Giant rivers of moist air that curl off from the tropics are responsible for most of the flooding in the Western United States, and scientists say these atmospheric rivers will become more intense as the planet warms.
A new study is now providing some insight into what that could look like in the future.
The research, published Wednesday, shows how much damage the most intense atmospheric rivers today are already doing, finding that just 10 atmospheric river events caused nearly half the flood damage in the U.S. West over the past four decades, adding up to billions of dollars.
These powerful rivers of water vapor can carry twice as much moisture as the Amazon River and extend for hundreds of miles. Once they cross land, their accompanying storms can trigger heavy rainfall and mudslides, and snow in the higher elevations.
In the new study, researchers with the Scripps Institution of Oceanography at the University of California San Diego and the U.S. Army Corps of Engineers analyzed 40 years of data from the National Flood Insurance Program. They found that storms associated with atmospheric rivers caused more than 99 percent of all flood damage in parts of coastal Oregon and California. The 10 most extreme atmospheric rivers caused nearly half of all the flood damage in the West between 1978 and 2017, about $23 billion, the study concluded.
Global warming is already intensifying rainfall from atmospheric rivers, the authors said.
"In a warmer climate, extreme ARs (atmospheric rivers) will become more intense as they become wetter, longer and wider; there is some indication that this is already happening in association with observed Pacific Ocean warming," they wrote in the scientific journal Science Advances.
The findings show it's urgent for communities in the path of atmospheric rivers to adapt and "prepare for worst-case scenarios," said Scripps scientist Tom Corringham, the lead author of the study.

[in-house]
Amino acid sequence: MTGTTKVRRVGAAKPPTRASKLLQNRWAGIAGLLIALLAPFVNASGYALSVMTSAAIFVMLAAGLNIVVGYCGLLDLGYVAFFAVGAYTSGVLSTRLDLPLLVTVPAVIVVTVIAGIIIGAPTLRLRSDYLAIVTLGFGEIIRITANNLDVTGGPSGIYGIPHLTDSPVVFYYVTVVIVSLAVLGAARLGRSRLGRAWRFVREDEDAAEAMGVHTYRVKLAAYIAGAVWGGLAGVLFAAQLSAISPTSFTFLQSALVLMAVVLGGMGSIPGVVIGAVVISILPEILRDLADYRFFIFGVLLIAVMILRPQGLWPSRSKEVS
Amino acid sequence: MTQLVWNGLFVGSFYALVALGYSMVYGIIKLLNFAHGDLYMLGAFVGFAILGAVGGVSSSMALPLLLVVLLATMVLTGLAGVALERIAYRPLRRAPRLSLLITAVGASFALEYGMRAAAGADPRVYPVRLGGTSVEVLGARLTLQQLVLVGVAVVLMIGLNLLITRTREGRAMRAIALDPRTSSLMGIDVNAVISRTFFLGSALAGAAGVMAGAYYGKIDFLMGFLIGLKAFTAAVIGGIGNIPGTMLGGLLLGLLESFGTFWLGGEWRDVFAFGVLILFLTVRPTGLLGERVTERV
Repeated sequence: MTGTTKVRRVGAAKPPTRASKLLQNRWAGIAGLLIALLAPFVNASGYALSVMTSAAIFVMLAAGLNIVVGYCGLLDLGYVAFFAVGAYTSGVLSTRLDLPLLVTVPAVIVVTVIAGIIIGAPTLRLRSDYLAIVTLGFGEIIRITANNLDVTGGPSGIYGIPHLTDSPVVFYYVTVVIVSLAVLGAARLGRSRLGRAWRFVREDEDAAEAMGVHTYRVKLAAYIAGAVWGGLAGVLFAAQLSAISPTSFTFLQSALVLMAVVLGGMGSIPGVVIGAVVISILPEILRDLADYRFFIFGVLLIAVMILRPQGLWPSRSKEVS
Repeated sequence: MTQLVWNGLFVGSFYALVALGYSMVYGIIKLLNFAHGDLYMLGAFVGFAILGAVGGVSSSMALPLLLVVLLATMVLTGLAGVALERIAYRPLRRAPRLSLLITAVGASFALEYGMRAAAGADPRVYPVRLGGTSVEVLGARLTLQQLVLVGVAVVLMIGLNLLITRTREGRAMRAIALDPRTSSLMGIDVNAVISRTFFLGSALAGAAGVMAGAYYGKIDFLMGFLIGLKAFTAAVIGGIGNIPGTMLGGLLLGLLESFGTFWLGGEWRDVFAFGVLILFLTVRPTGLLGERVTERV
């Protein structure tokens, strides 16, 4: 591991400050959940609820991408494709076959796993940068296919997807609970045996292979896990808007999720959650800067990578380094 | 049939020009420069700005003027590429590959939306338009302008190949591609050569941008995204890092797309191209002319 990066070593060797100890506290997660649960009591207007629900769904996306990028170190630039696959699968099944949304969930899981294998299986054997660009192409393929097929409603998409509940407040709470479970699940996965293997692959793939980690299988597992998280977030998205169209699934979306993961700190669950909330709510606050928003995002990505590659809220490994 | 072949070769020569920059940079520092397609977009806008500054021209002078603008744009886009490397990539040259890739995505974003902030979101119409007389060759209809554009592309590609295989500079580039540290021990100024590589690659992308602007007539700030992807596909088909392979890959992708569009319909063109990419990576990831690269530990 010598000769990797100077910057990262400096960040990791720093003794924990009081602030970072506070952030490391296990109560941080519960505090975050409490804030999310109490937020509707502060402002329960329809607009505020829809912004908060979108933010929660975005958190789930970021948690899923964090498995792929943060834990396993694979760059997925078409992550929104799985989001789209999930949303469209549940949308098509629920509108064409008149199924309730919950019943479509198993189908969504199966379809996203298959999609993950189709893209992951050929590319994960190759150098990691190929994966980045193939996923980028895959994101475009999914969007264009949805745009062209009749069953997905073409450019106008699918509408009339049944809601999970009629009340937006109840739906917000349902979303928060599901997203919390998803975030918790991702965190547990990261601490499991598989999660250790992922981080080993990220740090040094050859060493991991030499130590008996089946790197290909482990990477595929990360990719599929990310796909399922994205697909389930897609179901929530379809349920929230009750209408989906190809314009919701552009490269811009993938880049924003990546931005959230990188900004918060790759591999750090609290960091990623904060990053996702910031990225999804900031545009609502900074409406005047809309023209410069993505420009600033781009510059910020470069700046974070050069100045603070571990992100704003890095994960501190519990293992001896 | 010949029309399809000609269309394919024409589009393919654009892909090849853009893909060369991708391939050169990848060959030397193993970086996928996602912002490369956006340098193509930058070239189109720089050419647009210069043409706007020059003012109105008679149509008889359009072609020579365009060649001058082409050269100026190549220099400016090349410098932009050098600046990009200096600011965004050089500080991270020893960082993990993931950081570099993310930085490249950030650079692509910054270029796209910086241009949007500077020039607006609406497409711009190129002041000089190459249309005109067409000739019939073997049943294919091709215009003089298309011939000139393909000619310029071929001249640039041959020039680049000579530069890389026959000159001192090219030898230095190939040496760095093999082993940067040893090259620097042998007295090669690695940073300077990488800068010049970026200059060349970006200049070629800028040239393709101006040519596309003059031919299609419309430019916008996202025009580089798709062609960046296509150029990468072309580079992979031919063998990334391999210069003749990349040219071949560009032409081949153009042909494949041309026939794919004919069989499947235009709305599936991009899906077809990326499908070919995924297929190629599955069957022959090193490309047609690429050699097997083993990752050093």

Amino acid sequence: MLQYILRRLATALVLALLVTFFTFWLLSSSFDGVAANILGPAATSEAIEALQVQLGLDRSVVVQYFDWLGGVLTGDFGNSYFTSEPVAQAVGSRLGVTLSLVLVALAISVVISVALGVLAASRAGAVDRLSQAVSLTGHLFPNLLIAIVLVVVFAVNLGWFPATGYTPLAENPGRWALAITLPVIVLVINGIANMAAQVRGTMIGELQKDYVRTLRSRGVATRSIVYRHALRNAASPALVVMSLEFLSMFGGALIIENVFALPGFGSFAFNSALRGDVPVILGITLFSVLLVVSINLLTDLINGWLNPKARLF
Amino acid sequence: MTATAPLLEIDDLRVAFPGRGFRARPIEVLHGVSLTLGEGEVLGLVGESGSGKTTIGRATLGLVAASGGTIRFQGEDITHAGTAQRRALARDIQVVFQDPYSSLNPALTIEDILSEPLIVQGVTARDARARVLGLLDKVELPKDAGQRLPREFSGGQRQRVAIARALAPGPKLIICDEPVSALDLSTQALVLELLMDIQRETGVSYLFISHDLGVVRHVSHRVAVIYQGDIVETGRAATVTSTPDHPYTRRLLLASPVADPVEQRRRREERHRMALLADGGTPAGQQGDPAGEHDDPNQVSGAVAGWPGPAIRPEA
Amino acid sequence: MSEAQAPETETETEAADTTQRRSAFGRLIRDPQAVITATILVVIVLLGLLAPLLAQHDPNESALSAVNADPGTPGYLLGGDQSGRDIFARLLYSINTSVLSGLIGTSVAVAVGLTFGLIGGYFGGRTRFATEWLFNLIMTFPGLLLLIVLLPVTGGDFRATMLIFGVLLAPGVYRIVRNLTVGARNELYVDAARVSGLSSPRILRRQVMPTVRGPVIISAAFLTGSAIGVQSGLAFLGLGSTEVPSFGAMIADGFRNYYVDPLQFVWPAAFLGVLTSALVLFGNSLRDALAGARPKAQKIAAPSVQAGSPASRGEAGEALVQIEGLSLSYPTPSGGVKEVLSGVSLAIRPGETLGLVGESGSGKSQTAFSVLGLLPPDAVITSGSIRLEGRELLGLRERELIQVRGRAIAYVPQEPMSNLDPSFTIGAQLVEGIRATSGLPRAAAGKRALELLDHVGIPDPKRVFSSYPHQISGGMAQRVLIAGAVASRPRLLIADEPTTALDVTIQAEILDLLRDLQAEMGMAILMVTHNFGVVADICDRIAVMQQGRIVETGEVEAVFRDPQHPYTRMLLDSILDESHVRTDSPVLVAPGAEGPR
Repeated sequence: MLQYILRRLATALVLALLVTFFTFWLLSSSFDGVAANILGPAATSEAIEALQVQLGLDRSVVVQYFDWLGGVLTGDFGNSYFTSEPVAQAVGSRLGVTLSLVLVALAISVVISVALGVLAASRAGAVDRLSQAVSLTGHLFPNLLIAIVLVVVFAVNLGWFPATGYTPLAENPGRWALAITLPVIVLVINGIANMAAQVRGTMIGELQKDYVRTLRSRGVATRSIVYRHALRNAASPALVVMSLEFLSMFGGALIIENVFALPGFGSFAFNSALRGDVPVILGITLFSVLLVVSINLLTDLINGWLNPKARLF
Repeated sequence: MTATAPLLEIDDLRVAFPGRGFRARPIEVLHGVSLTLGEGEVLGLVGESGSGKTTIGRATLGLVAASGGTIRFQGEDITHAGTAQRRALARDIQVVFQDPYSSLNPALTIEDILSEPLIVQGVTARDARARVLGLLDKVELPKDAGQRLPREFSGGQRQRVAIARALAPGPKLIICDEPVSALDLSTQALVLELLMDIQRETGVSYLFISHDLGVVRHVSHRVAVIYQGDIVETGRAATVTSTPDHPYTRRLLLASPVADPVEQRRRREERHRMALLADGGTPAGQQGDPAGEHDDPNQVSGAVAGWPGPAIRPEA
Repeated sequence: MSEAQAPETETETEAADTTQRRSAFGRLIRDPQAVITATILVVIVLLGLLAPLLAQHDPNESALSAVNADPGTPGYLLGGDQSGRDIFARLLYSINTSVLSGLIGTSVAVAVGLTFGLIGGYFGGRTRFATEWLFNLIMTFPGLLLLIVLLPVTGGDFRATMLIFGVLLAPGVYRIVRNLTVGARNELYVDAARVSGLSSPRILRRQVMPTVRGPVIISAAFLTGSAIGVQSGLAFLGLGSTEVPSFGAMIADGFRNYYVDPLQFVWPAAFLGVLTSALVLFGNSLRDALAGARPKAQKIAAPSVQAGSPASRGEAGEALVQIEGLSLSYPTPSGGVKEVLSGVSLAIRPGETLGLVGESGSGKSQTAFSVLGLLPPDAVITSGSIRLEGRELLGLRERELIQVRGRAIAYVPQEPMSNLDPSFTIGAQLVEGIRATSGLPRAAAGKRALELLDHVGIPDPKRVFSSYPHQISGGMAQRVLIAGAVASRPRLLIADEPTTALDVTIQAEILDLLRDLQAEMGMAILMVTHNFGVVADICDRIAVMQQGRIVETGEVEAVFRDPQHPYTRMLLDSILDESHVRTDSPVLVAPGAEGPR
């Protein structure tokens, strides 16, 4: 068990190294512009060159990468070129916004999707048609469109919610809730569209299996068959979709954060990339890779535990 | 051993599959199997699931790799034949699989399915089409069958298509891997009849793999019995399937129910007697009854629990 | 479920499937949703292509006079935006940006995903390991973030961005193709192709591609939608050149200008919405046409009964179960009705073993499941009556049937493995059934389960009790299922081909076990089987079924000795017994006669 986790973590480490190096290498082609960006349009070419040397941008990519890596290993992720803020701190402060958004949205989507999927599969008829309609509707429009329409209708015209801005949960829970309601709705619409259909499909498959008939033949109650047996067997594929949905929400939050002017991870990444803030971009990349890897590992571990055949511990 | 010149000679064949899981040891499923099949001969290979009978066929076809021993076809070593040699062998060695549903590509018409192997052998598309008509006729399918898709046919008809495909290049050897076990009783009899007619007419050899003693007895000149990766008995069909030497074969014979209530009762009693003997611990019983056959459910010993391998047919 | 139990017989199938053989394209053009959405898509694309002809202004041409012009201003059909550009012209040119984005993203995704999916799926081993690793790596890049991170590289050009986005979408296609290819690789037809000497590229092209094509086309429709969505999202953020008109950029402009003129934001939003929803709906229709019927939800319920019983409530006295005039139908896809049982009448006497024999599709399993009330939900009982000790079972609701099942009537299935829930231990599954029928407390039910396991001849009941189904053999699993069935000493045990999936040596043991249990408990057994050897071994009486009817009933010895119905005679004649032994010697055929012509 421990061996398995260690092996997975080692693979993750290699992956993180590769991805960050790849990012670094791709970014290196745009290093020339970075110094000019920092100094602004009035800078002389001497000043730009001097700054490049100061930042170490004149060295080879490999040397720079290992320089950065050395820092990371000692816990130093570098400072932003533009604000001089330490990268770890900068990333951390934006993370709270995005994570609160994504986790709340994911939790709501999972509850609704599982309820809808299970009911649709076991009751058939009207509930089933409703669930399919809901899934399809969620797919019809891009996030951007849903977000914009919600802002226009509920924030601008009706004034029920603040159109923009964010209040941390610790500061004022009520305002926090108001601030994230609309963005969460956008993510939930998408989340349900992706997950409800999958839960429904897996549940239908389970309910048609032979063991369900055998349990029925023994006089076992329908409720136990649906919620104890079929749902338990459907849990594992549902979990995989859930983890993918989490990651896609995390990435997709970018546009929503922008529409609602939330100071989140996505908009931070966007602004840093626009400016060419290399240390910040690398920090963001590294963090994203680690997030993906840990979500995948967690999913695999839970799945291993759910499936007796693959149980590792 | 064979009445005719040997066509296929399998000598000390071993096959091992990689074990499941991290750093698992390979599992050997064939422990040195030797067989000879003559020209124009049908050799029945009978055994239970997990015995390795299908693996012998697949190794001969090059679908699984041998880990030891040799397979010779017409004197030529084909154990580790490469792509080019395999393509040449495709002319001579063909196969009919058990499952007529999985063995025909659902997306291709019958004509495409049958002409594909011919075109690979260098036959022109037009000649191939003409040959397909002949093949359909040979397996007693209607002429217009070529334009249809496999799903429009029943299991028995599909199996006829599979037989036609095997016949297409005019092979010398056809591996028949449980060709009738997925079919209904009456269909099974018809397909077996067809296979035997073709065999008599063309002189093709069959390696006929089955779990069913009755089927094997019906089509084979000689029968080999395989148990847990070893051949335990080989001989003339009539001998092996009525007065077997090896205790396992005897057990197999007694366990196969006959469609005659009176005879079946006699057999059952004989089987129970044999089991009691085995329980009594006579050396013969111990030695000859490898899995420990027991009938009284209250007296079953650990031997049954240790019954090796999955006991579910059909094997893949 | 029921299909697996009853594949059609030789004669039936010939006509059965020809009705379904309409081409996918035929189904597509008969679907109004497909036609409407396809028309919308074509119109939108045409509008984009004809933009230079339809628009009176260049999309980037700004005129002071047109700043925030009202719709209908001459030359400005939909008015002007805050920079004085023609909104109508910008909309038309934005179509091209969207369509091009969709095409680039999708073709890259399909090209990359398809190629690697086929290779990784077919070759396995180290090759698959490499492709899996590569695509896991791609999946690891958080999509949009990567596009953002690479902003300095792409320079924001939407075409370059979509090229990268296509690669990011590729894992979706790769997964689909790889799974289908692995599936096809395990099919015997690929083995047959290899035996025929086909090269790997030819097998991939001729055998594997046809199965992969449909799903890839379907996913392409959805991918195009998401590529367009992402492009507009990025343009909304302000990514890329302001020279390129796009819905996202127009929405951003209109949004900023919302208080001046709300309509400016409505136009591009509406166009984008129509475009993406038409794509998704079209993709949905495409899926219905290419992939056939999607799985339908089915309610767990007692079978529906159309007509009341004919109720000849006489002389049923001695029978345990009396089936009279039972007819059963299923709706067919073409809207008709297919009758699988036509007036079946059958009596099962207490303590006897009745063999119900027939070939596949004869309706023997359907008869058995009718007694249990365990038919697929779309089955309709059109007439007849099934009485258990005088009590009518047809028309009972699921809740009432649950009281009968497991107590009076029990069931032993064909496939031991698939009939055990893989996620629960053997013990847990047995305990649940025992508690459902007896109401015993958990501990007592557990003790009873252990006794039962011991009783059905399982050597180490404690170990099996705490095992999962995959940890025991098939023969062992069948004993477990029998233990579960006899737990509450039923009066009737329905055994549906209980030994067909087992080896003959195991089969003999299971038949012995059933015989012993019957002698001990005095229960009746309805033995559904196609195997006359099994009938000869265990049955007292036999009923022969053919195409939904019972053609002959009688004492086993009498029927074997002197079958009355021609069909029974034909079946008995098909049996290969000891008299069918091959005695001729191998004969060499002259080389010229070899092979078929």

That includes the risk of megafloods dubbed "ARk storms," like the extreme atmospheric river in 1861 that flooded California's Central Valley with so much water that the newly elected governor, Leland Stanford, traveled to his inauguration in a rowboat.
The risk of ARk storms and other related climate extremes intensified by global warming should be on the radar, Corringham said on Tuesday, shortly after attending what he called a make-or-break session at the UN climate talks in Spain on implementing the Paris climate agreement.
Corringham said trends of increasing impacts from extreme flooding events is clear, including from increasingly intense hurricanes.
The atmospheric river story bolsters this," he said. "Extreme events will have significant economic impacts. It will get worse if we don't act now to stabilize the global climate system. If we care about economic growth, we need to take action."
What Are Atmospheric Rivers?
Atmospheric rivers are powerful streams that carry huge amounts of water vapor from the tropics to Earth's continents and polar regions. Sometimes they're called tropical plumes, and along the West Coast of the U.S. some people call them "pineapple express" storms because they carry moisture from sources near the Hawaiian Islands.
They can average 250 to 500 miles wide and about 1.8 miles deep. When they flow up over land, especially mountains, the water vapor condenses and falls as rain or snow.